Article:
For a long time, there has been a commonly held belief that therapy is only for people who suffer from mental illness. Thankfully, it seems that the dialogue about mental health is becoming more of an accepted topic.
Some of us who until recently would have liked to see a counsellor but were fearful of being labelled as 'mad', seem to be more accepting of their need to seek help as the stigma attached to it diminishes.
Yet even the sheer wish of wanting to see a therapist might generate doubts such as:
- I have too much work, I feel stressed out that's all.
- 'I don't want to try it, is for sick people and besides, I don't have the time'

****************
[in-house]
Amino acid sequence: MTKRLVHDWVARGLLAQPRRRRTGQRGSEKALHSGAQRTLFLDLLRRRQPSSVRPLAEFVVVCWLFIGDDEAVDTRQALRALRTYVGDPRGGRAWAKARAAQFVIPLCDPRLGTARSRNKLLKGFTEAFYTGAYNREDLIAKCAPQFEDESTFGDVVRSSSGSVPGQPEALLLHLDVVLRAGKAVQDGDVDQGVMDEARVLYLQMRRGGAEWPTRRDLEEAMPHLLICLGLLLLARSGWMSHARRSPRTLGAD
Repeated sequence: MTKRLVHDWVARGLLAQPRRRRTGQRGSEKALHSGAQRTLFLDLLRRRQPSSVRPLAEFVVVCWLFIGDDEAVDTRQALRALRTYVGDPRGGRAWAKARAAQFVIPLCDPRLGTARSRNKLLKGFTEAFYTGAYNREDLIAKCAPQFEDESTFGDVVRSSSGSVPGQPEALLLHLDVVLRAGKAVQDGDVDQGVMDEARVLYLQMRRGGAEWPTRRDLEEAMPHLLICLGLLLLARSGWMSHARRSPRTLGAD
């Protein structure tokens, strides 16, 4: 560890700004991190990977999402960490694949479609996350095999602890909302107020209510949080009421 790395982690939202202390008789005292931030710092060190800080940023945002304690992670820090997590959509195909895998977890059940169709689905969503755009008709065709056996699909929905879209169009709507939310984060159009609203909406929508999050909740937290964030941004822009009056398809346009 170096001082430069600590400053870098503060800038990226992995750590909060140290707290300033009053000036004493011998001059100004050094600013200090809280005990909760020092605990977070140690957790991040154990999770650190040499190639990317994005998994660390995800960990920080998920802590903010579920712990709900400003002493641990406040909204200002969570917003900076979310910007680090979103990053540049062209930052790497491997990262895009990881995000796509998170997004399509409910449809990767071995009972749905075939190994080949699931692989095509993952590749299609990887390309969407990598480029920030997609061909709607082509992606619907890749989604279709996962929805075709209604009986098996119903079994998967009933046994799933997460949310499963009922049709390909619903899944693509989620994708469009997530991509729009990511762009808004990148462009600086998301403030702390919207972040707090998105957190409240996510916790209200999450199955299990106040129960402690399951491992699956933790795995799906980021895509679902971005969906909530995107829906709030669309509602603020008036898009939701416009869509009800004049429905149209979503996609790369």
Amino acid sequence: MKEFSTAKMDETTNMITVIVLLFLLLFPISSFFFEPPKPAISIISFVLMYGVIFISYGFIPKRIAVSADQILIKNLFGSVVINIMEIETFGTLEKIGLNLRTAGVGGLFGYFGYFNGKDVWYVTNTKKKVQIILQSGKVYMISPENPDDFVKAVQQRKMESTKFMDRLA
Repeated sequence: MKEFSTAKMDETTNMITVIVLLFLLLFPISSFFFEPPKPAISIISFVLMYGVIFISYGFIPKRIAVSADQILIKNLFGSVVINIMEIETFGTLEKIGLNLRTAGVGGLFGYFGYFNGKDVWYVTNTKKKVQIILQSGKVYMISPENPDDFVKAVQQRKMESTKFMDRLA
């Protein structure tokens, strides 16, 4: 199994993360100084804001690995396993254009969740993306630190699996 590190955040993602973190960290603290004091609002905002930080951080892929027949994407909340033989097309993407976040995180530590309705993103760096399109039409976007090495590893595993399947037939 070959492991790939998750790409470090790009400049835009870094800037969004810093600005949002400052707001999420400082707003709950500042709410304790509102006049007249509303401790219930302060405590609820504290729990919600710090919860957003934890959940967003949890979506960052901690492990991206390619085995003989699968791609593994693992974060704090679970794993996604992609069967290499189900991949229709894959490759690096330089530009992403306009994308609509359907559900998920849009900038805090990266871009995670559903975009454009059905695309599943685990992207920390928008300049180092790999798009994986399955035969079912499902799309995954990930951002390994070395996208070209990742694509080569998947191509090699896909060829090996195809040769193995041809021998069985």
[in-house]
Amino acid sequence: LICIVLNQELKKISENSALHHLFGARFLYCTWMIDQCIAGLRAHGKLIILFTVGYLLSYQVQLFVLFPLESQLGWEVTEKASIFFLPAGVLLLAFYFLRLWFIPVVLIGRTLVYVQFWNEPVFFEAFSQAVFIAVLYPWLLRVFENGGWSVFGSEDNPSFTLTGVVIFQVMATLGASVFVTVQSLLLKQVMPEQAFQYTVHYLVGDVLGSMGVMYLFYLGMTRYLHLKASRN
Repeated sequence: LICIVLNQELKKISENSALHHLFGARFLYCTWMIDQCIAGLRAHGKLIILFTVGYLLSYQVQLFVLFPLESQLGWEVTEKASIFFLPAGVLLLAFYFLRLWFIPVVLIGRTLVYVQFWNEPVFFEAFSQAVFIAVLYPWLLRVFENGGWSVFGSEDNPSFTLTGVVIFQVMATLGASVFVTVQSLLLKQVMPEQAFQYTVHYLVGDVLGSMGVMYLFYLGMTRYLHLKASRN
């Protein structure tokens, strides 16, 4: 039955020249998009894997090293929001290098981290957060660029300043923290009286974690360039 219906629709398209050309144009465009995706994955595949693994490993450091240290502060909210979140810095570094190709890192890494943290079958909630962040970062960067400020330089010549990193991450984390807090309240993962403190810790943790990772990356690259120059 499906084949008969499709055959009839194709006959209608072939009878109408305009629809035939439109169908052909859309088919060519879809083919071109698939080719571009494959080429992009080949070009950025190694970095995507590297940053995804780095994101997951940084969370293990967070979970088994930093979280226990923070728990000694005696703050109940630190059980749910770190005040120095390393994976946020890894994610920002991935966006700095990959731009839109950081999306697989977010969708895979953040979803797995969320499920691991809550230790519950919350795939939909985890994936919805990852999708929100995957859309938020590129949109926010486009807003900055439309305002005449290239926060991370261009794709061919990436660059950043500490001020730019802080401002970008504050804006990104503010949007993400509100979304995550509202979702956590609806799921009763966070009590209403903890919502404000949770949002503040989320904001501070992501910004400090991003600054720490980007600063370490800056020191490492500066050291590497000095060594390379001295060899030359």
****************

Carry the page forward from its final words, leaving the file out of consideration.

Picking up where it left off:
- 'It is self-indulgent', I am expected to cope on my own.
- 'I can buy a self-help book for that and save the money'
- 'I might talk to my friends then I can forget about it '.
Yet, despite of the above, there are experiences that might feel difficult to share with friends or family. Perhaps you experience feelings that might be difficult to forget too. As a professional psychotherapist, I am aware of the changes clients undergo through counselling.
Reaching out in therapy to those that might like to explore current circumstances or situations that feel overwhelming, is part of confidential therapeutic work. And sometimes, it comes a point where the need for change outweighs any dread of talking about any problems or of being judged.
Feel free to link to this article, let's break the stigma of mental health.
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